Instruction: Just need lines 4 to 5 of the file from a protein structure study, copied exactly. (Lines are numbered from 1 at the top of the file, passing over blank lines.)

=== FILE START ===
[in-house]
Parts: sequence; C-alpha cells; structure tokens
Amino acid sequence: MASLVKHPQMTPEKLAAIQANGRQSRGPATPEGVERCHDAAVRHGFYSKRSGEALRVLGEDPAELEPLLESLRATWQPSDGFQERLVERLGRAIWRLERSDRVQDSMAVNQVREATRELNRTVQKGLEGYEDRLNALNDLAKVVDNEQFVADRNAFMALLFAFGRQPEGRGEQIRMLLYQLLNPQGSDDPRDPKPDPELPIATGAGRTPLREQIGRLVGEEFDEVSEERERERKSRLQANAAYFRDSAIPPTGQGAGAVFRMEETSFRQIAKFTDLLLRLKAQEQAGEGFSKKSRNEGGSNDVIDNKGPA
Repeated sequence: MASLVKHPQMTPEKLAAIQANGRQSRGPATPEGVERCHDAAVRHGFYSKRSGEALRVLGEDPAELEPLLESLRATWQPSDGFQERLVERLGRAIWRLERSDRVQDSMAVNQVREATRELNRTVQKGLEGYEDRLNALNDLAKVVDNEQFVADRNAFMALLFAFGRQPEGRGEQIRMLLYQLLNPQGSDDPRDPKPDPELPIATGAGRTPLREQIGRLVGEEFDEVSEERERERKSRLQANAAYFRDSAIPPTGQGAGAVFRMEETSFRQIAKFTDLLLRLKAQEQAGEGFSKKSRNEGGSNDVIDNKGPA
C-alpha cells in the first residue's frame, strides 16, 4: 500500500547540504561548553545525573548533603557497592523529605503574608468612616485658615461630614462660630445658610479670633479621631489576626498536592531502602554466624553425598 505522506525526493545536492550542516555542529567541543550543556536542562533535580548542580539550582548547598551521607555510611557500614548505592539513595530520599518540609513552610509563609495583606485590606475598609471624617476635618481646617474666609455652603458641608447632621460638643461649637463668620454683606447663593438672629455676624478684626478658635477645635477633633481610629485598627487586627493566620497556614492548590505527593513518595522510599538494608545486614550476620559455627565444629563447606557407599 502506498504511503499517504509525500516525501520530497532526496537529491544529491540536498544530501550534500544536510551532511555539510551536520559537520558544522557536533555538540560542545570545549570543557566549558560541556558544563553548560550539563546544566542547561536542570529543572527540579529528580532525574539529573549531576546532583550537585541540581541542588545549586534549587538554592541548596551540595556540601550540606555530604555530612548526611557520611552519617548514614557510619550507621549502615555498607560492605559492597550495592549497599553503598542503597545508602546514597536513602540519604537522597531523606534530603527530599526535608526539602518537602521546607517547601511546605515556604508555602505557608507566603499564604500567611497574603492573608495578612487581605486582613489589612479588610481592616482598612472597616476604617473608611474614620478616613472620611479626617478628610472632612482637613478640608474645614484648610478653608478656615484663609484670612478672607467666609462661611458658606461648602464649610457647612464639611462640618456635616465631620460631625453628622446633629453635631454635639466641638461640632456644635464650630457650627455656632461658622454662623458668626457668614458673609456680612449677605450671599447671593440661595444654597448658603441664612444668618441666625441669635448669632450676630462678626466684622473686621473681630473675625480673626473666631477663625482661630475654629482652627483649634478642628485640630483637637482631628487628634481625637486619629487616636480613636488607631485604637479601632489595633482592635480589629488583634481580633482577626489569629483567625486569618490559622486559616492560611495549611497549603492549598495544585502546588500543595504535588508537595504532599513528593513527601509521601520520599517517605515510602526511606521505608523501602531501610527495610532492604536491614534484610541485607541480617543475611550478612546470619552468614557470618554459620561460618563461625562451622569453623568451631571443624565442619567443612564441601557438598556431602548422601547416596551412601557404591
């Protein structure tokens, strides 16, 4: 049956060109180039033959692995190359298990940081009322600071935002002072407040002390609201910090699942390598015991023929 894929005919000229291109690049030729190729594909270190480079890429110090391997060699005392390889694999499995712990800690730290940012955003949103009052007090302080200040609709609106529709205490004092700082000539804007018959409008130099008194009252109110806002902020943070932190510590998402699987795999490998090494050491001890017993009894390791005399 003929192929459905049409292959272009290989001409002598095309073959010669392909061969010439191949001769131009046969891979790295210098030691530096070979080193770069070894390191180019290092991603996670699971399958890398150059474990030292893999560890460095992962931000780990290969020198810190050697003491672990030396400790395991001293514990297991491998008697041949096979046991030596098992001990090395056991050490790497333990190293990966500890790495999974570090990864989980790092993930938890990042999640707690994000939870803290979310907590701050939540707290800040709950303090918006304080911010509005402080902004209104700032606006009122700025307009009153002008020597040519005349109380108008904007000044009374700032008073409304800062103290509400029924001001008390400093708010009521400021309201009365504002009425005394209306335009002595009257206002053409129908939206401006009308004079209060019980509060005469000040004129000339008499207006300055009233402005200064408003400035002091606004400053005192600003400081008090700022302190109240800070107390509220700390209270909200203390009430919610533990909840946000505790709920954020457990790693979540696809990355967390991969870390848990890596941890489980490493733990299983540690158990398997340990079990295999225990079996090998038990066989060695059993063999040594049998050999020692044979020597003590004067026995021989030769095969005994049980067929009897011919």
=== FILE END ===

Repeated sequence: MASLVKHPQMTPEKLAAIQANGRQSRGPATPEGVERCHDAAVRHGFYSKRSGEALRVLGEDPAELEPLLESLRATWQPSDGFQERLVERLGRAIWRLERSDRVQDSMAVNQVREATRELNRTVQKGLEGYEDRLNALNDLAKVVDNEQFVADRNAFMALLFAFGRQPEGRGEQIRMLLYQLLNPQGSDDPRDPKPDPELPIATGAGRTPLREQIGRLVGEEFDEVSEERERERKSRLQANAAYFRDSAIPPTGQGAGAVFRMEETSFRQIAKFTDLLLRLKAQEQAGEGFSKKSRNEGGSNDVIDNKGPA
C-alpha cells in the first residue's frame, strides 16, 4: 500500500547540504561548553545525573548533603557497592523529605503574608468612616485658615461630614462660630445658610479670633479621631489576626498536592531502602554466624553425598 505522506525526493545536492550542516555542529567541543550543556536542562533535580548542580539550582548547598551521607555510611557500614548505592539513595530520599518540609513552610509563609495583606485590606475598609471624617476635618481646617474666609455652603458641608447632621460638643461649637463668620454683606447663593438672629455676624478684626478658635477645635477633633481610629485598627487586627493566620497556614492548590505527593513518595522510599538494608545486614550476620559455627565444629563447606557407599 502506498504511503499517504509525500516525501520530497532526496537529491544529491540536498544530501550534500544536510551532511555539510551536520559537520558544522557536533555538540560542545570545549570543557566549558560541556558544563553548560550539563546544566542547561536542570529543572527540579529528580532525574539529573549531576546532583550537585541540581541542588545549586534549587538554592541548596551540595556540601550540606555530604555530612548526611557520611552519617548514614557510619550507621549502615555498607560492605559492597550495592549497599553503598542503597545508602546514597536513602540519604537522597531523606534530603527530599526535608526539602518537602521546607517547601511546605515556604508555602505557608507566603499564604500567611497574603492573608495578612487581605486582613489589612479588610481592616482598612472597616476604617473608611474614620478616613472620611479626617478628610472632612482637613478640608474645614484648610478653608478656615484663609484670612478672607467666609462661611458658606461648602464649610457647612464639611462640618456635616465631620460631625453628622446633629453635631454635639466641638461640632456644635464650630457650627455656632461658622454662623458668626457668614458673609456680612449677605450671599447671593440661595444654597448658603441664612444668618441666625441669635448669632450676630462678626466684622473686621473681630473675625480673626473666631477663625482661630475654629482652627483649634478642628485640630483637637482631628487628634481625637486619629487616636480613636488607631485604637479601632489595633482592635480589629488583634481580633482577626489569629483567625486569618490559622486559616492560611495549611497549603492549598495544585502546588500543595504535588508537595504532599513528593513527601509521601520520599517517605515510602526511606521505608523501602531501610527495610532492604536491614534484610541485607541480617543475611550478612546470619552468614557470618554459620561460618563461625562451622569453623568451631571443624565442619567443612564441601557438598556431602548422601547416596551412601557404591